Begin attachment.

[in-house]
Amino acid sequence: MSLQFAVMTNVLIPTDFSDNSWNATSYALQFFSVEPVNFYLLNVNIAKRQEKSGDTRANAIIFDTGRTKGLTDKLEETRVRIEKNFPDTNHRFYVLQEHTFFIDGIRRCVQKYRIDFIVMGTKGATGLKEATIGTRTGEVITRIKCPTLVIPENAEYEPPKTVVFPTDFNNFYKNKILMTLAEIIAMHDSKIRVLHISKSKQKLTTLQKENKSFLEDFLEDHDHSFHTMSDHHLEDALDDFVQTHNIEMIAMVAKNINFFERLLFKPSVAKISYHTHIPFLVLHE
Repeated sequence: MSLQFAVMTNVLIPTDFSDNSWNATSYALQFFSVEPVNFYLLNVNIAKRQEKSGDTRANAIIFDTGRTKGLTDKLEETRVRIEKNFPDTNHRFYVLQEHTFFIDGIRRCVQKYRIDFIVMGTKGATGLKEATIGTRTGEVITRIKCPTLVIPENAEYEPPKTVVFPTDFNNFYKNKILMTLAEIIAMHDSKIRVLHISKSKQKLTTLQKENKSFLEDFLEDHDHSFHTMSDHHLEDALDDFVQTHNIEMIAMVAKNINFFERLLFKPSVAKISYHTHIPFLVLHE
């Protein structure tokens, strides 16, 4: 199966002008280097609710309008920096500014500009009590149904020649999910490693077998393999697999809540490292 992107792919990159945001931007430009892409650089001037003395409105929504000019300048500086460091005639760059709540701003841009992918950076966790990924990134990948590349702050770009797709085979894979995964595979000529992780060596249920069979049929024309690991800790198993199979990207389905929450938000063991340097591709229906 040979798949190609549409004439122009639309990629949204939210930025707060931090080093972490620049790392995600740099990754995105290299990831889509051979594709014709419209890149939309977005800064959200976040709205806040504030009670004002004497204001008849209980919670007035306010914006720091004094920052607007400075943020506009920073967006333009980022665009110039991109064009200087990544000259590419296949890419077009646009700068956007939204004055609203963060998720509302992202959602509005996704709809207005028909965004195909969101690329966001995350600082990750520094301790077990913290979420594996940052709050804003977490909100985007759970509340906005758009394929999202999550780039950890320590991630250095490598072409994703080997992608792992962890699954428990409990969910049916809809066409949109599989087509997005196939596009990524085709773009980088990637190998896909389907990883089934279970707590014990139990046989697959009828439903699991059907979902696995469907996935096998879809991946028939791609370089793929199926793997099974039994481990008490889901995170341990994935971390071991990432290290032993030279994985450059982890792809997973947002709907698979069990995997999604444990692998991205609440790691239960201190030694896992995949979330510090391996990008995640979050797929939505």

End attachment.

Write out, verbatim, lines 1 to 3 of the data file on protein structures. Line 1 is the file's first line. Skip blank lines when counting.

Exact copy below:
[in-house]
Amino acid sequence: MSLQFAVMTNVLIPTDFSDNSWNATSYALQFFSVEPVNFYLLNVNIAKRQEKSGDTRANAIIFDTGRTKGLTDKLEETRVRIEKNFPDTNHRFYVLQEHTFFIDGIRRCVQKYRIDFIVMGTKGATGLKEATIGTRTGEVITRIKCPTLVIPENAEYEPPKTVVFPTDFNNFYKNKILMTLAEIIAMHDSKIRVLHISKSKQKLTTLQKENKSFLEDFLEDHDHSFHTMSDHHLEDALDDFVQTHNIEMIAMVAKNINFFERLLFKPSVAKISYHTHIPFLVLHE
Repeated sequence: MSLQFAVMTNVLIPTDFSDNSWNATSYALQFFSVEPVNFYLLNVNIAKRQEKSGDTRANAIIFDTGRTKGLTDKLEETRVRIEKNFPDTNHRFYVLQEHTFFIDGIRRCVQKYRIDFIVMGTKGATGLKEATIGTRTGEVITRIKCPTLVIPENAEYEPPKTVVFPTDFNNFYKNKILMTLAEIIAMHDSKIRVLHISKSKQKLTTLQKENKSFLEDFLEDHDHSFHTMSDHHLEDALDDFVQTHNIEMIAMVAKNINFFERLLFKPSVAKISYHTHIPFLVLHE